Transforming Evangelism III: A God We Can Know

(Preached at Alger First UMC on 9/20/2015)

Scripture: 1 John 4:7-12

Have any of you ever gotten obsessed with a someone famous, like a movie star, athlete, musician or band, or anything like that? Not in a creepy way, but you just get in this mood where you want to know everything about them? Has that happened to anyone? It has to me.

In high school, I was obsessed with Miles Davis. Does anyone know who that is? Miles Davis was a jazz trumpet player who started playing in the late ‘40s and kept performing all the way up until the late ‘90s. He made a lot of really good music. I discovered him in high school, found that I liked his music, and started listening to more of his music, learned some about his life, and found out that he led a fascinating life, and started getting kind of obsessed with listening to his music, finding out about his life. I read his autobiography through twice during my senior year. So I knew a lot about Miles Davis-I knew what kind of trumpet he played, what kind of mouthpiece he used, the names of all his major albums and the other musicians he played with. But I never claimed that I knew him. You see the difference?

I had a friend in college named Matt. We were both music majors, we were in a lot of the same classes and ensembles, and we ended up rooming together for the last two years of college. Now I knew a lot about Matt-he had a peanut butter allergy, he was obsessed with Dr. Who, loved to eat bacon just like me. But I also knew him as a person. Beyond knowing about him, I really knew him and who he was. You see the difference?

Now I’m sure that you’ve had the same kind of experience, maybe not to the level of obsession. But maybe at some point in time you’ve tried to find out everything you can about someone famous. Especially with the presidential campaigns heating up, maybe you’ve tried to find out a lot about your favorite or least favorite candidate’s life. But even if you know a lot about them, you still don’t really know them, right?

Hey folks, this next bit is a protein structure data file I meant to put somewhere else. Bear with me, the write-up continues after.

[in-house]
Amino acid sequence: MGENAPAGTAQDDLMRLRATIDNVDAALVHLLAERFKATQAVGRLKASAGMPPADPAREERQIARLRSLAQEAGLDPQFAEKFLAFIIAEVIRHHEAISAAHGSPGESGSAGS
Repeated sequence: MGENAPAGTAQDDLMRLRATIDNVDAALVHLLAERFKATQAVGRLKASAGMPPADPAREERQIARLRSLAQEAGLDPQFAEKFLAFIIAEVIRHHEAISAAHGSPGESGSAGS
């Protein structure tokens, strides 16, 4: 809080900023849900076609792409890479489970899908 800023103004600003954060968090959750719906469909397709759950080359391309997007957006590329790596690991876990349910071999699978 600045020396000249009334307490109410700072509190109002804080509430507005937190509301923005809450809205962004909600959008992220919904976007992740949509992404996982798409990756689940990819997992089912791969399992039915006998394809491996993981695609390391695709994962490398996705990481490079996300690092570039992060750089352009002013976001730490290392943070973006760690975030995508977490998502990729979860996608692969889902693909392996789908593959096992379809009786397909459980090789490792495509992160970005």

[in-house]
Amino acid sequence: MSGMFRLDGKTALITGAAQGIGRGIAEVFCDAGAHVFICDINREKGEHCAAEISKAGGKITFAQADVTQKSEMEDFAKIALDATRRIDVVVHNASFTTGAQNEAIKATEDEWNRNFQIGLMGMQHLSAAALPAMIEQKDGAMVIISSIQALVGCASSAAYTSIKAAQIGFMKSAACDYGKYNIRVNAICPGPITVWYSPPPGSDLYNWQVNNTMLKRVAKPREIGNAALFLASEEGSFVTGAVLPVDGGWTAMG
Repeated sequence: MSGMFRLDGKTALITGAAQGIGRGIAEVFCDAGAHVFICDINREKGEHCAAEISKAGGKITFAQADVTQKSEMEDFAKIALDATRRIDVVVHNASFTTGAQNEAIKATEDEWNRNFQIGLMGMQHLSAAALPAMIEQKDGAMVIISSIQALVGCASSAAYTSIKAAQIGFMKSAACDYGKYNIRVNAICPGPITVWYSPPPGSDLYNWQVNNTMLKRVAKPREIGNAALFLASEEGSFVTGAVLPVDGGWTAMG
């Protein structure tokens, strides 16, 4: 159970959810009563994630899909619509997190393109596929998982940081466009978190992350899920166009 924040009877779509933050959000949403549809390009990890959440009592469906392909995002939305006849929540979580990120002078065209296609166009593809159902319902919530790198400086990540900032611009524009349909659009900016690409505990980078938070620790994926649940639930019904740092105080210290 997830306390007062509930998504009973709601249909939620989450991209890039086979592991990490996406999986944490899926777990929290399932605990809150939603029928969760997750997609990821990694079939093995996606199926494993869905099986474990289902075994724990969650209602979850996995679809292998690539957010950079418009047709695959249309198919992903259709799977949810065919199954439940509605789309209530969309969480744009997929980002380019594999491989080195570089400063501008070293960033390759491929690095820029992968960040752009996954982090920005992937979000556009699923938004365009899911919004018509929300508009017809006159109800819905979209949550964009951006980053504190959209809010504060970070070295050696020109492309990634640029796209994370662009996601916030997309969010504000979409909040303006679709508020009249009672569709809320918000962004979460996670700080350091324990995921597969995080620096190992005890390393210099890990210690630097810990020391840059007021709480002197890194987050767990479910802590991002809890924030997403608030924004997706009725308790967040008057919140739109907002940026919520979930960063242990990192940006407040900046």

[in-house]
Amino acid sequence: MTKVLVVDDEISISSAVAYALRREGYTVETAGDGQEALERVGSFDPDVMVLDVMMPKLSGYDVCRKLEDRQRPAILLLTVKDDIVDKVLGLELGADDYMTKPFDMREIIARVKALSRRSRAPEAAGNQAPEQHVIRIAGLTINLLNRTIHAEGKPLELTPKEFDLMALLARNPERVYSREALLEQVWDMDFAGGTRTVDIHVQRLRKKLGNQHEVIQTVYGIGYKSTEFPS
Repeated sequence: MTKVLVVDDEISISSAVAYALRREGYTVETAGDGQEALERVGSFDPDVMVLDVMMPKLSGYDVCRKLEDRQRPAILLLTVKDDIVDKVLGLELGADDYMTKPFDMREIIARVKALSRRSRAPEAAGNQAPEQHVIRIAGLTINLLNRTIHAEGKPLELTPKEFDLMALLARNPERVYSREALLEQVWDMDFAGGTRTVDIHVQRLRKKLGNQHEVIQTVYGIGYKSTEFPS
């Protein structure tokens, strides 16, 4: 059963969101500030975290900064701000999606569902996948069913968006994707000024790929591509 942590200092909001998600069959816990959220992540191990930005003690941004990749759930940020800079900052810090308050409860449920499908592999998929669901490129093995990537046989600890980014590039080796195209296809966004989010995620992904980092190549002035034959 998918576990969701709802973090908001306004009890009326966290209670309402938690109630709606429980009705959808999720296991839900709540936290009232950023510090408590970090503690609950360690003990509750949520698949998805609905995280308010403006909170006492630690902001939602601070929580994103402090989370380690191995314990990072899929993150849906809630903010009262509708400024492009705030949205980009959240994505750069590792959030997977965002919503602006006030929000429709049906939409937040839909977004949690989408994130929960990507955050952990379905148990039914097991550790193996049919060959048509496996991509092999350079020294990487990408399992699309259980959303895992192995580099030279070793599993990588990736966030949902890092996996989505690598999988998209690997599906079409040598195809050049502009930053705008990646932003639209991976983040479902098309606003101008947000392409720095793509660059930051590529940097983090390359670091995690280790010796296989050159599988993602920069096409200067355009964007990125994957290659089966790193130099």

Now, think of your best friend. You probably know a lot about them, right? Their job, their hobbies, their interests, things like that. But you also know them as a person, right?

See, I think too often in our faith in God and Jesus, all we want to do is know about God, you know? You want to know things about what God says in the Bible, how God has worked in other people’s lives, things like that. But I think that many times, we stop short of letting that knowledge seep past our brain. I have four weeks of seminary under my belt and I’m already learning a lot about And that’s good and necessary-I need that. But our faith says that we can know God like we know our best friend. The God we worship is a God we can know.

So we’re on week 3 of this series we’re doing on this thing called evangelism. And what we’re talking about this week is that living an evangelistic life requires knowing God. The message that we have for people is that they can know God and be known by God. So let’s see what the Bible has to say about that, alright?

Could you turn with me to 1 John 4:7-12? While you’re turning, I want to point something out. While I’m sure that a lot of us want to know God, past knowing about God, I think we can all agree that that’s not an easy task, right? God is not physically present. I mean, we can talk about how the Holy Spirit is in this place and is present with us in the truest sense-and that is true. But we can talk about that all we want, but the truth is that God is not physically present with us, so that makes it a little difficult to get to know God, right? But I think we’ll find some help in this passage from 1 John.


“Dear friends, let’s love each other, because love is from God, and everyone who loves is born from God and knows God. The person who doesn’t love does not know God, because God is love. This is how the love of God is revealed to us: God has sent his only Son into the world so that we can live through him. This is love: it is not that we loved God but that he loved us and sent his Son as the sacrifice that deals with our sins.

Dear friends, if God loved us this way, we also ought to love each other. No one has ever seen God. If we love each other, God remains in us and his love is made perfect in us.” (1 John 4:7-12, CEB)